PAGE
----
Biden Claims Hurricane Ian Proves Climate Change, Despite Hurricane Expert’s Dismissal

By Rita Li
Rita Li
Rita Li
Rita Li is a reporter with The Epoch Times, focusing on U.S. and China-related topics. She began writing for the Chinese-language edition in 2018.
October 6, 2022Updated: October 6, 2022

President Joe Biden attributed deadly Hurricane Ian to climate change and suggested people “should do something about it,” despite such a conclusion going against the nation’s top hurricane expert.

Biden traveled on Oct. 5 to Florida to survey the devastation of hurricane-ravaged Florida and meet those who had lost homes and businesses. While the president put up a rare united front with Gov. Ron DeSantis in the wake of the Category 4 storm, as the two toured the damage and praised each other for collaboration, Biden opened his remarks by underscoring climate change.

“We’re in a situation where the Colorado River looks more like a stream,” Biden said during his Wednesday speech in Fort Myers Beach, a hard-hit town in southwest Florida during the Ian landfall, as DeSantis stood behind him.

“There’s a lot going on, and I think the one thing this has finally ended is a discussion about whether or not there’s climate change and we should do something about it,” the president continued.

When Hurricane Ian, described by DeSantis as a “500-year flood event,” slammed into the state last week and caused widespread destruction, flooding, and power outages to coastal communities, it spurred a bevy of Liberals and left-wing media outlets to push hard the climate agenda, asserting that carbon emissions and global warming have intensified hurricanes.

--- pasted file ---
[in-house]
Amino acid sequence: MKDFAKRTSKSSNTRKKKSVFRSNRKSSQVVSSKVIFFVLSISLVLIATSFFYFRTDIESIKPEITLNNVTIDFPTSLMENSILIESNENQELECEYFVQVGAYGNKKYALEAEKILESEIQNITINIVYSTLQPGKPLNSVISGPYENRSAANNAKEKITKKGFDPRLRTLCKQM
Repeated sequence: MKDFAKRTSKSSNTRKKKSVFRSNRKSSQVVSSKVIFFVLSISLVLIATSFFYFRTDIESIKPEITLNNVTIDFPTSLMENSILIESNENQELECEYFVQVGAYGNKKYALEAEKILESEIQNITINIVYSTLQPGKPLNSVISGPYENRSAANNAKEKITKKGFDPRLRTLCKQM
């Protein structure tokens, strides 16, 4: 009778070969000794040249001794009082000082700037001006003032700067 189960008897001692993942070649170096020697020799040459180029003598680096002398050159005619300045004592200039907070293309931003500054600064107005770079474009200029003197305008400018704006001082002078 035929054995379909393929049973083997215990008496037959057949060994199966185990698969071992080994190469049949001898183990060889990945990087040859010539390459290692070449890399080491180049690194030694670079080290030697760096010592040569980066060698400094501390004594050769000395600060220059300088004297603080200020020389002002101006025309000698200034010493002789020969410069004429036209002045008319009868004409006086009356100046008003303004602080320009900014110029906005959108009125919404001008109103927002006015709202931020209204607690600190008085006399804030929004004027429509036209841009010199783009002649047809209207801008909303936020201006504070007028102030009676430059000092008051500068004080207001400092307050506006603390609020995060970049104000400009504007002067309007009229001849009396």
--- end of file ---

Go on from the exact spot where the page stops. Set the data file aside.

Biden administration’s top hurricane expert, however, has rebuked such claims due to lack of evidence.

“I don’t think you can link climate change to any one event,” Jamie Rhome, the acting director of the National Oceanic and Atmospheric Administration’s (NOAA) National Hurricane Center, told CNN during a Sept. 27 interview, after being pressed about how climate change had contributed to the storm and its “rapid intensification.”

“On the whole, on the cumulative, climate change may be making storms worse. But to link it to any one event, I would caution against that,” Rhome added.

‘Premature’ Conclusion

NOAA recently released a study with similar conclusions, saying “it is premature to conclude with high confidence that human-caused increases in greenhouse gases” have impacted hurricane activity in the Atlantic.

“After adjusting for a likely under-count of hurricanes in the pre-satellite era there is essentially no long-term trend in hurricane counts,” according to the federal agency.

Michael Shellenberger, the founder and president of Environmental Progress and author of “The Death of Environmentalism,” pushed back the long-term trend of increasing hurricane intensity at CPAC Australia, known as the Conservative Political Action Conference, in Sydney.

“The best available science predicts that there will be a 25 percent decline in hurricane frequency in the future, even alongside a five percent increase in intensity, which we are not seeing at this point,” the California-based environmentalist said on Oct. 1.

As part of his Wednesday remarks, Biden stressed the amount of federal help Florida will receive for storm aid and as part of Democrat-backed spending, including $13 billion over the next five years for highways and bridges.

The death toll from Hurricane Ian has climbed past 100, while nearly 400,000 homes and businesses remained without power in Florida as of Oct. 4.

Rita Li is a reporter with The Epoch Times, focusing on U.S. and China-related topics. She began writing for the Chinese-language edition in 2018.